Commensal gut bacteria are important contributors to the pathophysiology of inflammatory bowel disease (IBD), and evidence suggests that the gastrointestinal microbiotas of IBD patients differ from healthy controls [3], with reduced relative abundances of members of the Bacteroidales and Lachnospiraceae families [35]. Recent evidence suggests that the contribution of microbes to IBD extends beyond commensal bacteria to include enteric viruses. About 50% of individuals of European descent carry a mutant allele of the autophagy gene Atg16L1, which is a Crohn’s disease (CD) susceptibility allele [36]. A recent study using a mouse model with reduced Atg16L1 function begins to explain the contributions of both viruses and bacteria to CD susceptibility. Infection with a specific norovirus along with a full complement of gut bacteria was required for eliciting CD-like pathology after intestinal injury was triggered in mice with reduced Atg16L1 [37••]. In the absence of viral exposure or if the commensal bacteria were depleted with antibiotics, CD-like inflammation did not develop, thus demonstrating that a complex web of microbial (viral and bacterial) and host factors underlie CD. Although enteric viruses may not cause IBD single-handedly, they have the potential to shape the host immune response and intestinal environment in a manner that promotes dysfunctional host-commensal interactions.

Gut Bacterial Viruses

Studies of human gut microbiota have revealed that coliphages (enteric bacterial viruses) infect many Enterobacteriaceae (E. coli, Salmonella spp, Klebsiella spp) and other Bacteroidetes and Firmicutes [38]. Despite overwhelming evidence of viral-bacterial interactions in the human gut, the consequences of such interactions in the context of gastrointestinal disease have not been fully explored. Classical phage-bacterial host interactions are characterized by an evolutionary struggle for and against viral invasion. However, in the fecal microbial community of healthy humans, viral life cycles tend to be temperate (non-lytic) with low variation over time, and with little genomic evidence of bacteria evolving mechanisms to prevent phage attachment and invasion [39••]. Enteric phages that are in constant contact with commensal bacteria in the gut have the potential to act in a commensal manner of their own and may confer growth advantages to their hosts [38]. Several viral-like particles found in healthy human feces encode proteins involved in peptidoglycan synthesis, pyruvate and folate metabolism, and oxidative stress response [39••]. By introducing new genes and associated functions, viruses have the ability to change the microbiome of the gut. In light of recent findings that recognize associations between bacteria and human diseases, and between bacteria and viruses in the gut, future attention should be focused on the ways in which coliphages are able to shape the composition and function of commensal bacterial communities in the gastrointestinal tract.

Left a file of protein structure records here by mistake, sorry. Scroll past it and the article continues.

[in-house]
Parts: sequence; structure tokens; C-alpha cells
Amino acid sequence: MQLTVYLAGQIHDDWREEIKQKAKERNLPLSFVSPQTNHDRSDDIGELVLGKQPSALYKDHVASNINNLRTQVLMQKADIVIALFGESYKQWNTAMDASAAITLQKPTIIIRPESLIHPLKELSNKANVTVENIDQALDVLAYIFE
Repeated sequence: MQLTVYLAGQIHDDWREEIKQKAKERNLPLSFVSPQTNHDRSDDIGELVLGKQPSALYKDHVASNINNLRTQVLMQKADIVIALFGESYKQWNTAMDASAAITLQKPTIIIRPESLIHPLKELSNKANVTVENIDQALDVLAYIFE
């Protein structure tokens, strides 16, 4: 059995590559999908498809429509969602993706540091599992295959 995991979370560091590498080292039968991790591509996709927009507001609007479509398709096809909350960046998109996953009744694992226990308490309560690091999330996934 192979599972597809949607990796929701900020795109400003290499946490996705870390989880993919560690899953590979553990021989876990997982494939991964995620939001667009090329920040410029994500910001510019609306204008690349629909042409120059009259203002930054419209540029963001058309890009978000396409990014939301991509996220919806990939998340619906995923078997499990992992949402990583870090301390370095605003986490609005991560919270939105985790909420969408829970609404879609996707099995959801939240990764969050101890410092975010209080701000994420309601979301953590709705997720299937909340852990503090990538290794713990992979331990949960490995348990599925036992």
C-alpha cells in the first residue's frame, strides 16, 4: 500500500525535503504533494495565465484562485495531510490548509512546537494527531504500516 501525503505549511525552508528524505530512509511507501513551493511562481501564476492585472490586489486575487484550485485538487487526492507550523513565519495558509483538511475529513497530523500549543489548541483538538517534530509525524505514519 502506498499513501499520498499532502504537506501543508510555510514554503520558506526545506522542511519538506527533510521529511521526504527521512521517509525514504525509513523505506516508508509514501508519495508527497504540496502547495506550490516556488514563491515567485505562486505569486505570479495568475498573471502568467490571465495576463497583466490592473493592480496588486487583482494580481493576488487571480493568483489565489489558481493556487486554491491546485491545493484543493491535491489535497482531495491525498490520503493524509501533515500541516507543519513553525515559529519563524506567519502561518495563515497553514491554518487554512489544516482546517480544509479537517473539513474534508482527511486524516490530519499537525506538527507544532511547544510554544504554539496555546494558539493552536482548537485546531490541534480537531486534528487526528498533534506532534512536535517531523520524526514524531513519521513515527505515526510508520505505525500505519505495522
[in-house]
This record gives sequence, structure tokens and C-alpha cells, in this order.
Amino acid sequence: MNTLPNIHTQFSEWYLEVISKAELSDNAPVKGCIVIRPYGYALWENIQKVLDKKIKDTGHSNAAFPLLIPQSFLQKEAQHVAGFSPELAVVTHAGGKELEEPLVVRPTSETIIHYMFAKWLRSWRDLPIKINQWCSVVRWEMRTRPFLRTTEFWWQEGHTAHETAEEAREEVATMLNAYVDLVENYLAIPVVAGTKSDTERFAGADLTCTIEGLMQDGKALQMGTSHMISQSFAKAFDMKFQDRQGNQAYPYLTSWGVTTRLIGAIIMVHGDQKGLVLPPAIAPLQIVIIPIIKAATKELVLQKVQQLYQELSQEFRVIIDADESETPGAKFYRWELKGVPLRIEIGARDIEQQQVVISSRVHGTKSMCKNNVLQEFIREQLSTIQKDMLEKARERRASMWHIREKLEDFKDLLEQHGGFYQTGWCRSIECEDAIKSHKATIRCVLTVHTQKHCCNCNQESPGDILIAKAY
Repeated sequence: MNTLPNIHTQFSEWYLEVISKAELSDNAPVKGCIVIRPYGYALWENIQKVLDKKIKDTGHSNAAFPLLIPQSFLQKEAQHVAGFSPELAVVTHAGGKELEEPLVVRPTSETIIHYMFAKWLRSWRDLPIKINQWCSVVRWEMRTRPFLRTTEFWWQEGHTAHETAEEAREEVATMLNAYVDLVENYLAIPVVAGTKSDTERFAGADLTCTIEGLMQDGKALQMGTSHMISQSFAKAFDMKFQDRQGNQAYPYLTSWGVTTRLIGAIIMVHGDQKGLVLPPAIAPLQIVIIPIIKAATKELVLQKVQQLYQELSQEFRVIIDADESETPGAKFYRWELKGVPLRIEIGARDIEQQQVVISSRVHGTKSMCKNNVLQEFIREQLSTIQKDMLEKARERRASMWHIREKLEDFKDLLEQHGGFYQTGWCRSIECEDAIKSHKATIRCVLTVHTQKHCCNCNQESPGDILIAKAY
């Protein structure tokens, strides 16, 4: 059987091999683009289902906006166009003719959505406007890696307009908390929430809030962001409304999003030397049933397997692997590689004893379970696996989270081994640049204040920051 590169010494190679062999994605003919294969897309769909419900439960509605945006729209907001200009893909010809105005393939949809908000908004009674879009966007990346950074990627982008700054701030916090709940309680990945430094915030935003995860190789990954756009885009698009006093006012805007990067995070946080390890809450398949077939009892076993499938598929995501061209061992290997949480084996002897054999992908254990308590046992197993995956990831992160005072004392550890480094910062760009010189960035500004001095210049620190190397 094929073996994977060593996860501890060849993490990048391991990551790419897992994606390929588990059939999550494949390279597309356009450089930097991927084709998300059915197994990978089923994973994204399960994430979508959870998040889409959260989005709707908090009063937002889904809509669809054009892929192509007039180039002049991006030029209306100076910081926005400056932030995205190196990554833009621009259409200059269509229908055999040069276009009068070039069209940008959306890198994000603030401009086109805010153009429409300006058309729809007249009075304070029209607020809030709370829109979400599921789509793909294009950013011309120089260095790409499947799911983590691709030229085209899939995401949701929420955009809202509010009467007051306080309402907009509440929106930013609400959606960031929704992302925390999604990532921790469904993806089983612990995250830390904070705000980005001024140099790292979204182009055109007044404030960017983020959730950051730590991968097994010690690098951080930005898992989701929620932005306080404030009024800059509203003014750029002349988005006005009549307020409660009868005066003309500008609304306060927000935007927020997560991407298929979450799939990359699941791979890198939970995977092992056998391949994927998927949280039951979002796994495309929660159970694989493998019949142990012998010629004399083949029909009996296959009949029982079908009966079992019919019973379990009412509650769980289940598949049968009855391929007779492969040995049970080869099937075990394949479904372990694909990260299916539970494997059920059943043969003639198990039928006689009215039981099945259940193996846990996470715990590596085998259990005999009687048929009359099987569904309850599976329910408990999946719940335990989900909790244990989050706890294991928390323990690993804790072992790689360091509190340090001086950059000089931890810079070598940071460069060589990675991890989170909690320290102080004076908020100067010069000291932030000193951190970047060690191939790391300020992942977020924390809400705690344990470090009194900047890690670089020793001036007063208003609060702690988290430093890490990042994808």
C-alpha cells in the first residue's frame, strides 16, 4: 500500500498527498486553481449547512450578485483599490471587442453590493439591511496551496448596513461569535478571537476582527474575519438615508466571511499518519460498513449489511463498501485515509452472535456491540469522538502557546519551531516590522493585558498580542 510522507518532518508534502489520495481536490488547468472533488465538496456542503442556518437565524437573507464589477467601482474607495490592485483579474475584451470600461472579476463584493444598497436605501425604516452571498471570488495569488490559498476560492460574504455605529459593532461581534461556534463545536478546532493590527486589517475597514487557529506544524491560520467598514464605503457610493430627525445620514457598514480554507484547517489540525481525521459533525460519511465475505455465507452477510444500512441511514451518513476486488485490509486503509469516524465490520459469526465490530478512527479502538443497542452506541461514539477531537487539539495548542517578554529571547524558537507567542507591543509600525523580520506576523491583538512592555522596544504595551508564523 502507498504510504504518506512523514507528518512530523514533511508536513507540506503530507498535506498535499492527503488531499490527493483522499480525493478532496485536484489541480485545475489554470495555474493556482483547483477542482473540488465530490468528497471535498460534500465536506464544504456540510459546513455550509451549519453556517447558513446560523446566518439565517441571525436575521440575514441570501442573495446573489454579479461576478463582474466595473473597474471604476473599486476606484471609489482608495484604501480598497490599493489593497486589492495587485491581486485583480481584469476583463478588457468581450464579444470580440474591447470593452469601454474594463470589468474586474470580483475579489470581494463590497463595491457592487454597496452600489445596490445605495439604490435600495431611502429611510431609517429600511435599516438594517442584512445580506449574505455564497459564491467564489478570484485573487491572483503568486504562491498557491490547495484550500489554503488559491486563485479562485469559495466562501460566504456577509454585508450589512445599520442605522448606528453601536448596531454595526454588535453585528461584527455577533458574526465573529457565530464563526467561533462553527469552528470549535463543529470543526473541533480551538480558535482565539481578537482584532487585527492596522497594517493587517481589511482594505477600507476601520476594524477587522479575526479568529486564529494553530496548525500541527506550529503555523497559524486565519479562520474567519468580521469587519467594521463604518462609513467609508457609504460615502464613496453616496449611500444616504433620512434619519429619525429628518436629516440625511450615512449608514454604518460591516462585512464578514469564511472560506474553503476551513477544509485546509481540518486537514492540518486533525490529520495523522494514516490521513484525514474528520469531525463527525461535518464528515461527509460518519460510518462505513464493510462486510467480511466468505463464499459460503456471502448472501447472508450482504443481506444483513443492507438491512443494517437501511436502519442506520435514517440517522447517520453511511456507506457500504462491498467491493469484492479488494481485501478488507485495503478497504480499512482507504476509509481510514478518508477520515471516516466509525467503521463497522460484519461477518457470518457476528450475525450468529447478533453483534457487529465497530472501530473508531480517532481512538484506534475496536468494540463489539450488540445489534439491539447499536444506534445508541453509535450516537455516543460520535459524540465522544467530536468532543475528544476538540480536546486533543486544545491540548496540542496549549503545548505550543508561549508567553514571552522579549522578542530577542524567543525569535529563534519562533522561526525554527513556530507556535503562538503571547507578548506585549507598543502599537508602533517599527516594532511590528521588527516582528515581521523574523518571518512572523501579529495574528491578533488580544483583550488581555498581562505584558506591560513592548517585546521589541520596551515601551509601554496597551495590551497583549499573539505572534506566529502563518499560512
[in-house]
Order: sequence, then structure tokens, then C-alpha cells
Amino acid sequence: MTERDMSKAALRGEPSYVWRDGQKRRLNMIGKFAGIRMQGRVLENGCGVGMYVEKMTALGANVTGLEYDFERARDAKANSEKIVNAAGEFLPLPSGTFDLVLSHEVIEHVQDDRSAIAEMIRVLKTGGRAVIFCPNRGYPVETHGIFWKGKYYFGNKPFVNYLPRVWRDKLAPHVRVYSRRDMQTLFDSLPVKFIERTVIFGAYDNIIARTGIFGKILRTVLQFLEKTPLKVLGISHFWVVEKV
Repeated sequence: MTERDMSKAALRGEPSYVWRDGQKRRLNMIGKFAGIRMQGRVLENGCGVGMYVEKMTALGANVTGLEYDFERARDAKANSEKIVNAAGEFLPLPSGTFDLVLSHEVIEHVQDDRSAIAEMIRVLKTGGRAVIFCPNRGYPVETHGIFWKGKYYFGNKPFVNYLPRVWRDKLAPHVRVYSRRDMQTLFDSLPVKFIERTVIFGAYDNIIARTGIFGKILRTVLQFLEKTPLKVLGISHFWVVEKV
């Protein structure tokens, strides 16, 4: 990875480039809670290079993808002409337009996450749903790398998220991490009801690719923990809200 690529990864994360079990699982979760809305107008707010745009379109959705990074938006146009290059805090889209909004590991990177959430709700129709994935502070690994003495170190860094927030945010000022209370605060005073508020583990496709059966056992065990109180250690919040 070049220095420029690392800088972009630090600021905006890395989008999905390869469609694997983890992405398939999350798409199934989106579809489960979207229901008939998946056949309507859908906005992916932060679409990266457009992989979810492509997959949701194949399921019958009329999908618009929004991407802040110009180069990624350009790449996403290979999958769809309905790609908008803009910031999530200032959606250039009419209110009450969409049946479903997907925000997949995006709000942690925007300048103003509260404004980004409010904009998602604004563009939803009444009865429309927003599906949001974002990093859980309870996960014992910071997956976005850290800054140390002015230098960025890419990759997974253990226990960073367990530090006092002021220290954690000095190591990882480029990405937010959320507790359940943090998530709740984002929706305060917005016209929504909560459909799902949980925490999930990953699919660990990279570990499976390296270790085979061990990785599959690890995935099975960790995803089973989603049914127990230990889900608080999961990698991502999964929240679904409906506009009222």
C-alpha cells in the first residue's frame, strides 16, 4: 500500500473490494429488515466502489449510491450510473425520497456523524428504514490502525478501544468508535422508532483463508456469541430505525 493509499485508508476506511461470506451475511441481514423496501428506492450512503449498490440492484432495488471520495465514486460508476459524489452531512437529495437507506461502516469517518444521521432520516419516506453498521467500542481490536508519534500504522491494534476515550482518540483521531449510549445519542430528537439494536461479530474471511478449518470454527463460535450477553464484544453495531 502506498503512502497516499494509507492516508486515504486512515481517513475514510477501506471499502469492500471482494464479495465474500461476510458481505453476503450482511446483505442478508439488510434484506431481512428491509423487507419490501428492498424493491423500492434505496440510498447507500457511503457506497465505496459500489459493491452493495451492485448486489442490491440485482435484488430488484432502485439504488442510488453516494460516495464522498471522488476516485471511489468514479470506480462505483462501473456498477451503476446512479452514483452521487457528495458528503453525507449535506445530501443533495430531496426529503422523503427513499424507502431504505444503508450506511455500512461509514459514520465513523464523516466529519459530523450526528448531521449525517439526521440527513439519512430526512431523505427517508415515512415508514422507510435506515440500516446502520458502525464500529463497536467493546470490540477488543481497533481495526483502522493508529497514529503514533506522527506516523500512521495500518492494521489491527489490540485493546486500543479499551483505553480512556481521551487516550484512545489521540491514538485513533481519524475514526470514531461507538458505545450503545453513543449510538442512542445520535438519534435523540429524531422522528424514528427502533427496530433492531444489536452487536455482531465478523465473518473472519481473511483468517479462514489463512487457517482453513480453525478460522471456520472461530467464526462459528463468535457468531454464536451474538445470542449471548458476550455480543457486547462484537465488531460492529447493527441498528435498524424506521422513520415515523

Gut Microbes and HIV

HIV is a viral infection that illustrates the importance of gut microbes for the pathogenesis of infectious disease. Mucosal memory CD4+ T cells, the bulk of which reside in the gastrointestinal tract, are an early target of HIV during acute infection [40]. Although the exact mechanisms remain unclear, HIV-infected individuals can exhibit numerous gastrointestinal tract pathologies. These immunological and epithelial barrier abnormalities contribute to the enteropathies, malabsorption syndromes, and gastrointestinal infections observed in this population [41]. In chronic phases of human HIV infection and nonhuman primate SIV infection, impaired gut epithelial barrier integrity results in high levels of serum lipopolysaccharide (LPS) due to translocation of commensal bacteria across the intestinal mucosa [42]. In mouse models, LPS serum levels observed in HIV infection are comparable to levels observed during acute colitis [43]. Gut microbes and aberrant responses to them by the HIV-altered mucosal system may play a role in the systemic inflammation/immune activation implicated in HIV disease progression [44]. Studies of the respiratory and distal gut microbiomes of HIV-infected individuals are an active area of investigation that hopefully will help identify both commensal microbe-based predictive biomarkers of disease progression and strategies to promote health.